Voters from across the state support increasing the tobacco age to 21, with support at 71 percent among New York City voters, 72 percent among suburban voters, and 73 percent among Upstate voters.
Eight out of ten voters (81 percent) are concerned about smoking and other tobacco use among young people under age 21 in New York.
The poll also found that voters still strongly support raising the tobacco sale age to 21 even when they hear arguments on both sides of the issue. After hearing common arguments on both sides, more than two-thirds (68 percent) favor the increased age and 23 percent oppose it.
Last month, an evaluation team from the State of California released their first findings in compliance to the new law. The research article outlines the state’s process in passing and implementing their Tobacco 21 law. The authors also note that other articles evaluating the effectiveness of T21 are limited to a local lens. This study provides the first look at the effectiveness of statewide T21 laws.
Methods and Evidence
The research team utilized an effective logic model to identify activities and deliverables used in the process. They also included short-, medium-, and long-term outcomes of the policy. This study mainly focuses on short-term outcomes, given the short length of time available to conduct research.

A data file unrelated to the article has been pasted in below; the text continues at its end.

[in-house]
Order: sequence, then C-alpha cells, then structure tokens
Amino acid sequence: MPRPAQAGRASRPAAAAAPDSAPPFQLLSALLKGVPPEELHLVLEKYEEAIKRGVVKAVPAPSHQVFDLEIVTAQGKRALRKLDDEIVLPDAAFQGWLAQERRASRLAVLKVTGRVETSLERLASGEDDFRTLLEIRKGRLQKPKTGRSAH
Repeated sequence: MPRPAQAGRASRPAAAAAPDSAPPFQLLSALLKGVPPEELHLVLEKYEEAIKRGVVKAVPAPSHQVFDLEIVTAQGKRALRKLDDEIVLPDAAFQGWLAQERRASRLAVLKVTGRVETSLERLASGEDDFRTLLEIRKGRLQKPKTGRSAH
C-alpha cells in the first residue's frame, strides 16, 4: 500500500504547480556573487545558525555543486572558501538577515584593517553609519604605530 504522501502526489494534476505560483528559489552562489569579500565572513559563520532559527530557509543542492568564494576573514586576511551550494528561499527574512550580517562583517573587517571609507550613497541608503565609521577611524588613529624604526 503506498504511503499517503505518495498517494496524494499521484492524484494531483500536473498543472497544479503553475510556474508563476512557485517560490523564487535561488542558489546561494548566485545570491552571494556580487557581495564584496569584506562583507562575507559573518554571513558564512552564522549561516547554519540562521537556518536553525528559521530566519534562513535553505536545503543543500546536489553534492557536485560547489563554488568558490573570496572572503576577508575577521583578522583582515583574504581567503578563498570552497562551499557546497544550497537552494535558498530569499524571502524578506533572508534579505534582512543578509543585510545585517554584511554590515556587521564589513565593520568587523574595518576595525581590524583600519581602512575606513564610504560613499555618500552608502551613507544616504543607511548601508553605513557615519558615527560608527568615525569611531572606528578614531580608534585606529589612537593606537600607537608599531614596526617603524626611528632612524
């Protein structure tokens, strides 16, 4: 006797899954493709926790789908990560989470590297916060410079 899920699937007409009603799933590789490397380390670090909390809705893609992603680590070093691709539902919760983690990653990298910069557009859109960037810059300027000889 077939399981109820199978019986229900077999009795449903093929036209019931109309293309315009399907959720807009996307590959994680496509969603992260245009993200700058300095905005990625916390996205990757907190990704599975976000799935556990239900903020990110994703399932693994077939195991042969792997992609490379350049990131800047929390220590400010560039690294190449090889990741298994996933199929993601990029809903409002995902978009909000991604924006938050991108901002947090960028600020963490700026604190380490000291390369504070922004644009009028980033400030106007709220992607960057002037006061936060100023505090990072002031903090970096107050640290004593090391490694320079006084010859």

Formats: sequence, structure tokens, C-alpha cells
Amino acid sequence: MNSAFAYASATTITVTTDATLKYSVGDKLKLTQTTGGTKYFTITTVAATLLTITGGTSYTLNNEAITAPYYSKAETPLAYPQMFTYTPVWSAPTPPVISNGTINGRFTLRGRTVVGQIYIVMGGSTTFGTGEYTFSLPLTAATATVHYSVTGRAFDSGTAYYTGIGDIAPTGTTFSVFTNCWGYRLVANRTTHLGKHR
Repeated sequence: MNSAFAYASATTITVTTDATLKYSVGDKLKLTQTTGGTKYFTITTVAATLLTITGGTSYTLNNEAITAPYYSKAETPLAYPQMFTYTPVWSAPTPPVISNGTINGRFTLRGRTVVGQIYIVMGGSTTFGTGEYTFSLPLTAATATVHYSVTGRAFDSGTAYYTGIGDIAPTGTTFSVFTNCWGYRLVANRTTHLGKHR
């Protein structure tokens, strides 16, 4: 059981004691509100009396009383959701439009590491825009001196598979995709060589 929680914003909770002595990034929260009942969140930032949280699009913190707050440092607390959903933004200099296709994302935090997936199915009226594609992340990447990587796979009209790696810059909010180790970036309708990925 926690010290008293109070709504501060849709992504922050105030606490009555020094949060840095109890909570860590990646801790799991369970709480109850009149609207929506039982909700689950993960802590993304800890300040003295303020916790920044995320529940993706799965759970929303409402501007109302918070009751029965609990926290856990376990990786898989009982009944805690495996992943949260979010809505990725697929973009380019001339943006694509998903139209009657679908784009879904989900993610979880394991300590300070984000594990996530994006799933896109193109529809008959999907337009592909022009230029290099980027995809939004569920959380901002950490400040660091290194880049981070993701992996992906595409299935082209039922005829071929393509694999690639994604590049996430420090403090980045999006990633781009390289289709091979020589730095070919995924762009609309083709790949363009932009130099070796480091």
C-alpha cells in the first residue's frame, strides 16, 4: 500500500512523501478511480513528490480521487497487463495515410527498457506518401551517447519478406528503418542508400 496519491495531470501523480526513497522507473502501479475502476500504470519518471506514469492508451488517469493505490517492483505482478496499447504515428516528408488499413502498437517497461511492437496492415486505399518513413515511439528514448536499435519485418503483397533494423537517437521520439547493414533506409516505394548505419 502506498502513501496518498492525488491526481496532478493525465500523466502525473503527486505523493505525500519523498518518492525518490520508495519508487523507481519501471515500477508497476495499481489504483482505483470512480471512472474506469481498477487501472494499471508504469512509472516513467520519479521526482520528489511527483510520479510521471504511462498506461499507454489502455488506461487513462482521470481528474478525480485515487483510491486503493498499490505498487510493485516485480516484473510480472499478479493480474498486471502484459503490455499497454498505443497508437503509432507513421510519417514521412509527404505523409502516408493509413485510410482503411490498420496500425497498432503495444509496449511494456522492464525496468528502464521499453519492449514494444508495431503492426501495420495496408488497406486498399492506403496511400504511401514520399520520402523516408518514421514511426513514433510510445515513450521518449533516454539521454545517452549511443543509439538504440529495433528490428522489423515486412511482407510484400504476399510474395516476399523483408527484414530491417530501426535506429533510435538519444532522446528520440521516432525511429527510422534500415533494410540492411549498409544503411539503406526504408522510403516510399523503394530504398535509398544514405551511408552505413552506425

Additionally, the researchers conducted polling related to tobacco products for retailers and adults. These polls give important information on the attitudes and perceptions of the law within the retailer and adult populations. While the adult survey was administered pre- and post-T21, the retailer survey was only conducted post-T21. Adult support for the law differs across demographics and is examined very closely in the ‘Discussion’ section of the article.
Most interesting about this research article are the Tobacco Purchase Surveys using minor operatives and decoys to check compliance with the law among sales to minors and sales to 18-20 year old age group. These surveys were non-enforcement-related checks and did not result in disciplinary action. However, the checks provide good evidence for the effectiveness of T21 and the inclusion of compliance checks in a robust enforcement program.
Decrease in sales to minors
Data from compliance checks for teens under 18 points towards a decrease in the availability and access of tobacco products. The research shows a significant decline in illegal sales to teens 15-16 years old and notes the first significant decline in the survey data since 2009. This decline is attributed to the short-term effectiveness of T21.
This data is a strong representation of the retail environment, however, we are still waiting on tobacco use data from California State surveys. The article notes that the survey data may not yield results because the elapsed time between data collection pre- and post-T21 implementation was too short.
Importance of evaluation
In public health, our practice is informed through theory and evidence of strong policies. In the case of T21, the theory and rationale is solid. However, there is still a need for strong evaluation data supporting the theories behind this policy. This will increase the evidence base and improve momentum among many state legislatures. The continuation of research and evaluation like that being conducted in California is key to the success of T21 laws.